The day of the execution was not chosen at random, as the Moscow Russo-Turkish conference (February 26-March 16, 1921), which resulted in the Treaty of “Friendship and Brotherhood”, between the Bolsheviks and the Kemalists, decided the issue of Armenian territories without the participation of the Armenian side.
That morning, Tehlirian assassinated Talat Pasha, the main perpetrator of the Armenian Genocide, on Berlin’s Hardenberg Street. Only he knew, at that time, that the executed person was Talat.
Tehlirian was arrested at the scene of the murder and taken to the local police station, where the interrogation began. As he spoke almost no German, he was offered interrogation, as a Turkish citizen, in Turkish. At Tehlirian’s request, however, the interrogation was conducted in Armenian using an Armenian translator. He insisted that he had killed Talat out of revenge, had acted alone, and had no accomplices.
“Ali Salih’s” body was identified by his old friend Behaeddin Shakir, who confirmed that the victim was former Turkish Grand Vizier Talat. Talat was buried only on the 5th day after his death as the Turkish authorities forbade his burial in his homeland. Turkey’s former allies, the Germans, organized Talat’s lavish funeral in Berlin; with numerous wreaths, Turks arriving from different countries, anti-Armenian speeches, and citations….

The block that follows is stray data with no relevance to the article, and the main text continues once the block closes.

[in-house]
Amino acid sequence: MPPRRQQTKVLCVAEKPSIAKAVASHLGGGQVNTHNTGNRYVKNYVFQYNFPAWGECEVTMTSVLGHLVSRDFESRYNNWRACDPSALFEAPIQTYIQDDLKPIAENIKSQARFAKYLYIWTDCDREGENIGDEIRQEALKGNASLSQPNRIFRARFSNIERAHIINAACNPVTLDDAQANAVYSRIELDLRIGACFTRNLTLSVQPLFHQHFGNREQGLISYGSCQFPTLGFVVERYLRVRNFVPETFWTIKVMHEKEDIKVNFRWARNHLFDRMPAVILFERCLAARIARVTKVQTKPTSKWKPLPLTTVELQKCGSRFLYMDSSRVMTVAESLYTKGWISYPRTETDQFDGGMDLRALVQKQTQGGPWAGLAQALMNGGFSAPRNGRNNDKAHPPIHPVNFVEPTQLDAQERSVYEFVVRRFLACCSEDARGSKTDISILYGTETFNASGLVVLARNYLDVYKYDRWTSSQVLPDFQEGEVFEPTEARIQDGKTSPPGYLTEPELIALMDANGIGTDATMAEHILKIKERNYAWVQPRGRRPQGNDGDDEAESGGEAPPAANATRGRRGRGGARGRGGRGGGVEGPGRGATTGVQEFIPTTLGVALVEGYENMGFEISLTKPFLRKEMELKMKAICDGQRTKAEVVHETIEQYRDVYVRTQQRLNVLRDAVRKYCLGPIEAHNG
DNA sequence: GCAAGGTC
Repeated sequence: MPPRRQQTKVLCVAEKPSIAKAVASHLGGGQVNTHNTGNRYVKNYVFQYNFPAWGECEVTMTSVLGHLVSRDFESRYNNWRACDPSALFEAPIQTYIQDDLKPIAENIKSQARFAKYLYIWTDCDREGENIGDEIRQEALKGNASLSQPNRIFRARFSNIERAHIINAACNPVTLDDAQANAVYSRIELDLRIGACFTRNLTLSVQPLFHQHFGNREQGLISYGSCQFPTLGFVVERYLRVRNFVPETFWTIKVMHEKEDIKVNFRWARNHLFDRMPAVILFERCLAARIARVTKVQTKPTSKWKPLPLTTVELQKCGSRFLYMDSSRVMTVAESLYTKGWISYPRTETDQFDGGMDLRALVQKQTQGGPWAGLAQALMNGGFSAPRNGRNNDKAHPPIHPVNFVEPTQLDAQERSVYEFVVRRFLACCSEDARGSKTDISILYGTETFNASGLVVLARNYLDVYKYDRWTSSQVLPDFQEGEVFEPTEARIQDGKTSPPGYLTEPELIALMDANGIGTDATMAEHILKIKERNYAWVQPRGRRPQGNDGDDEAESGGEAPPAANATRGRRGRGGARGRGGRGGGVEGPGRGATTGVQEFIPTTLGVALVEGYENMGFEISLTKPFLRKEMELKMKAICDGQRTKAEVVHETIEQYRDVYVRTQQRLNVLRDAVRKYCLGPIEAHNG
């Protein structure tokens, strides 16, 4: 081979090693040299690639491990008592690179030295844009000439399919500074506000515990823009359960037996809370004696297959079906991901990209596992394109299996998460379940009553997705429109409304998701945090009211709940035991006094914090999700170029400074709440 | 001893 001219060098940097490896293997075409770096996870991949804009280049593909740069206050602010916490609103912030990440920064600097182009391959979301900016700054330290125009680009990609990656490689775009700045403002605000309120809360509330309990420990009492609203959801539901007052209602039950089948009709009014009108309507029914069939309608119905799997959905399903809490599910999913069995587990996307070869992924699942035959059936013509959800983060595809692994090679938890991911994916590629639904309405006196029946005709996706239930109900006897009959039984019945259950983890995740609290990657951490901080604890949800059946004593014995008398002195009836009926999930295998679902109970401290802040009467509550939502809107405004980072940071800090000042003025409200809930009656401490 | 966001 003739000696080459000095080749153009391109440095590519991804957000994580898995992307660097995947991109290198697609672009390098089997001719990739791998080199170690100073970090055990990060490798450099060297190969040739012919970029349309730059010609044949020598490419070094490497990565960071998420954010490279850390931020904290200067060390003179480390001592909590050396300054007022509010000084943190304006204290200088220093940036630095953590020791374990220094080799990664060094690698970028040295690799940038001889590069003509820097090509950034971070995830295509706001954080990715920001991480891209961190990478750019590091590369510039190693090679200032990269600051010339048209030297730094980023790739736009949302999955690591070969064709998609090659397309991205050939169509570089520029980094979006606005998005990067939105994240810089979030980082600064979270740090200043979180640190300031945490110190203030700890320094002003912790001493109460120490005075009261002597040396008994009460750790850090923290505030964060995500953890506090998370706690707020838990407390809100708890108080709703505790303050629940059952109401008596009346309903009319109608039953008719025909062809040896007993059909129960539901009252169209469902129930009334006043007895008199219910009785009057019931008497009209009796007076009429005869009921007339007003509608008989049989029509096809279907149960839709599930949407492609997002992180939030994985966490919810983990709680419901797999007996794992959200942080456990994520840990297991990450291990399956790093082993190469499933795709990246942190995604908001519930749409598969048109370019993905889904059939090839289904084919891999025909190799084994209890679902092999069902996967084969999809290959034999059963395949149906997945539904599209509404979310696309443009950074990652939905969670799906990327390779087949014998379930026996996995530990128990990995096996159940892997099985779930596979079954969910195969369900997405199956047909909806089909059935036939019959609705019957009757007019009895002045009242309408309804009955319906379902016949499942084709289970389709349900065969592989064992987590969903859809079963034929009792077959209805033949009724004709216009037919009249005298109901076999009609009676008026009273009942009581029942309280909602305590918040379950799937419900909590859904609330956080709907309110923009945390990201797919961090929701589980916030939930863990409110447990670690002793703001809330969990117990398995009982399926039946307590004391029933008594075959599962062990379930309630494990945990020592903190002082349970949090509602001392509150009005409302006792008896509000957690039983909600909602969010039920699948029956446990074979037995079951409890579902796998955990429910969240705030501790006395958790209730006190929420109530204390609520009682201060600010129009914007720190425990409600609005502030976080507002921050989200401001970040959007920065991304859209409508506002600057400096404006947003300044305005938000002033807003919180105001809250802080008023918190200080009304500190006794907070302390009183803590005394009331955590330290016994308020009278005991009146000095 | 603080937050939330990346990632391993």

During the trial (Berlin, June 2/3, 1921), a high-ranking German officer, Liman von Sanders, the well-known pro-Armenian public figure Johannes Lepsius and Armenian Genocide survivors all testified. Tehlirian was defended by prominent lawyers Adolf von Gorton who was a confidential legal adviser, Johannes Werthauer, a legal adviser, and Dr. Kurt Niemeyer, a professor of law at Kiel University. His lawyers used original telegrams to substantiate Talat’s crime, in which the former Minister of Internal Affairs of Turkey gave the orders for the deportation and extermination of the Armenians.
In legal terms, Tehlirian’s defense was based on Article 51 of the German Criminal Code, which provided: “There is no punishable act if the perpetrator was unconscious at the time of the act or has a pathological disorder of mental activity, due to which his will is excluded.” S. Tehlirian was released, by the decision of the jury, on June 3, 1921.
S. Tehlirian’s trial had a great social-political response. It was widely covered by the European, American, and Armenian press of the time, as well as by German and Turkish journalists.
After the trial, S. Tehlirian first settled in Manchester, then in Belgrade (Serbia) as Sogomon Melikian. He had his own business. Changing his name was related to his and his family’s safety. He moved to Casablanca (Morocco) in 1953 and from there to San Francisco (USA) in 1954, where he died on May 23, 1960, as Soghomon Melikian. His body was buried in Fresno. Married to Anahit Tatikyan, he had 2 sons, Zaven and Shahen.
By Gohar Khanumyan AGMI Chief registrar www.genocide-museum.am